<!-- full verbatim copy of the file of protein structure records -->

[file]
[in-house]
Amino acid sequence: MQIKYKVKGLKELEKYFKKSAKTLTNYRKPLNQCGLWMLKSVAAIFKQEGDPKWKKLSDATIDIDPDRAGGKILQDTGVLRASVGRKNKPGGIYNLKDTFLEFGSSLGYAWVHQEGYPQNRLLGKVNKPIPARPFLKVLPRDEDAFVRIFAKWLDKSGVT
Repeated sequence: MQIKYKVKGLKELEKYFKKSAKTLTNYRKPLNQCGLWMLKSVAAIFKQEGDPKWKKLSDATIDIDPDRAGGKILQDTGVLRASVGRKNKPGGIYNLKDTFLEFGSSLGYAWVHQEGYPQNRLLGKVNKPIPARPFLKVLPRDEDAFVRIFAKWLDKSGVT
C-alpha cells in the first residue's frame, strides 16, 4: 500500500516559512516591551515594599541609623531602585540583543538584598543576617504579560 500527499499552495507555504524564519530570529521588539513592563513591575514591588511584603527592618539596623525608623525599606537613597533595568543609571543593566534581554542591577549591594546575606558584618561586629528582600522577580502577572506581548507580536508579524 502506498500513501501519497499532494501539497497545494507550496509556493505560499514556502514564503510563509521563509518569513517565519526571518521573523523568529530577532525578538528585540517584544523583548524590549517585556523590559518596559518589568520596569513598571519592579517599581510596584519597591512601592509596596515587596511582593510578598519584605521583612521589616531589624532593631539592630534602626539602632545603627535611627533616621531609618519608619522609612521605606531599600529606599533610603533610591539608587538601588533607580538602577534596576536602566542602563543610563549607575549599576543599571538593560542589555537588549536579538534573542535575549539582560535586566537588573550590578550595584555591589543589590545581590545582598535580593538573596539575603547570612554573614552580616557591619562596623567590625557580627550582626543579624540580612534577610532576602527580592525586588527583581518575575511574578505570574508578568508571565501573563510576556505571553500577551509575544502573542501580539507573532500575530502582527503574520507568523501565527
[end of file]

[in-house]
Amino acid sequence: MQIKYKVKGLKELEKYFKKSAKTLTNYRKPLNQCGLWMLKSVAAIFKQEGDPKWKKLSDATIDIDPDRAGGKILQDTGVLRASVGRKNKPGGIYNLKDTFLEFGSSLGYAWVHQEGYPQNRLLGKVNKPIPARPFLKVLPRDEDAFVRIFAKWLDKSGVT
Repeated sequence: MQIKYKVKGLKELEKYFKKSAKTLTNYRKPLNQCGLWMLKSVAAIFKQEGDPKWKKLSDATIDIDPDRAGGKILQDTGVLRASVGRKNKPGGIYNLKDTFLEFGSSLGYAWVHQEGYPQNRLLGKVNKPIPARPFLKVLPRDEDAFVRIFAKWLDKSGVT
C-alpha cells in the first residue's frame, strides 16, 4: 500500500516559512516591551515594599541609623531602585540583543538584598543576617504579560 500527499499552495507555504524564519530570529521588539513592563513591575514591588511584603527592618539596623525608623525599606537613597533595568543609571543593566534581554542591577549591594546575606558584618561586629528582600522577580502577572506581548507580536508579524 502506498500513501501519497499532494501539497497545494507550496509556493505560499514556502514564503510563509521563509518569513517565519526571518521573523523568529530577532525578538528585540517584544523583548524590549517585556523590559518596559518589568520596569513598571519592579517599581510596584519597591512601592509596596515587596511582593510578598519584605521583612521589616531589624532593631539592630534602626539602632545603627535611627533616621531609618519608619522609612521605606531599600529606599533610603533610591539608587538601588533607580538602577534596576536602566542602563543610563549607575549599576543599571538593560542589555537588549536579538534573542535575549539582560535586566537588573550590578550595584555591589543589590545581590545582598535580593538573596539575603547570612554573614552580616557591619562596623567590625557580627550582626543579624540580612534577610532576602527580592525586588527583581518575575511574578505570574508578568508571565501573563510576556505571553500577551509575544502573542501580539507573532500575530502582527503574520507568523501565527